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Elham AbolFateh

Arts & Entertainment

Netherlands wins Eurovision Song

Sunday 19/May/2019 - 11:54 AM
Eurovision
Eurovision


The Times of Israel

Duncan Laurence of the Netherlands won the 64th Eurovision Song Contest in Tel Aviv with his doleful piano ballad “Arcade.”

Laurence was tapped as an early front-runner before Saturday’s Grand Final. But he had to rely on the fan vote to secure the country’s fifth win in the competition. Italy finished second، followed by Russia، Switzerland and Norway.

Israeli singer Kobi Marimi finished a disappointing 23rd place.

Israel’s Netta Barzilai، winner of last year’s contest، presented the trophy to Laurence.

“This is to dreaming big، this is to music first، always،” Laurence said.

It was Holland’s first win since 1975. The contest in 1976 was held in The Hague.

With Barzilai’s win last year، Israel secured the right to host Europe’s annual music extravaganza. The night featured a rollicking collection of glitzy performances awash in kitsch، soul and spectacle، and a controversial show by Madonna.

Some 200 million people around the world watched as 26 countries competed to be crowned Europe’s top pop act and follow in the footsteps of past winners such as Swedish icons ABBA and Celine Dion، who once represented Switzerland.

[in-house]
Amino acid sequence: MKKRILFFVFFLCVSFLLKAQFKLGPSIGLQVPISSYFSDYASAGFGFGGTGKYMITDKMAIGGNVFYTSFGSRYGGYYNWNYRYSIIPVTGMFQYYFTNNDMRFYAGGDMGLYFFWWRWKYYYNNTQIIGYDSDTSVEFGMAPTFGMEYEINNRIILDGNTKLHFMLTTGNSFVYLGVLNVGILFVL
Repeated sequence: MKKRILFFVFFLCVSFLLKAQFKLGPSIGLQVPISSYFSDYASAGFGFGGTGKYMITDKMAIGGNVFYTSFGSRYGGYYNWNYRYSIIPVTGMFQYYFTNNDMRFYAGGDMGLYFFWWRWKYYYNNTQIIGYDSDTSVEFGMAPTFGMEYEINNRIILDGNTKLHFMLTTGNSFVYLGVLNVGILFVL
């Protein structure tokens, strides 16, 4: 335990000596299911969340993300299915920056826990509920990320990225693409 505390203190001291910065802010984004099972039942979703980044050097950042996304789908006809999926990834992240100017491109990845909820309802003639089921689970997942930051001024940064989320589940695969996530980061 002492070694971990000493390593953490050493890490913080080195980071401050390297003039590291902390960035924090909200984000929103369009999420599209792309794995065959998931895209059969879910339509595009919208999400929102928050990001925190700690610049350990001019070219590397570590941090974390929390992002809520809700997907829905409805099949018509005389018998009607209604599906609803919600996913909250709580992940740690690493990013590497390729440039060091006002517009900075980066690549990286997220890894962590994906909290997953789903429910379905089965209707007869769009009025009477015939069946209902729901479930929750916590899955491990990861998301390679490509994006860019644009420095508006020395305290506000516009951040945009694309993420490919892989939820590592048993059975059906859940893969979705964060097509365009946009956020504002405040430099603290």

Participants wrapped up their performances shortly after midnight، kicking off the voting process across Europe. To maximize onscreen tension، performers are picked by a mix of fan votes and professional juries from the 41 participating countries. Spectators cannot vote for their own country، but like-minded countries tend to fall into blocs that back their regional favorites.

The Eurovision debuted in the wake of World War II to heal a divided continent. Over the years، the earnest show of European unity has ballooned into a campy، over-the-top، gay-friendly spectacle that brings together acts from across the continent، including those with little or no connection to Europe، such as Australia.

Barzilai won last year’s competition with her catchy، defiant pop anthem “Toy.”

Edited by Rabea Yehia



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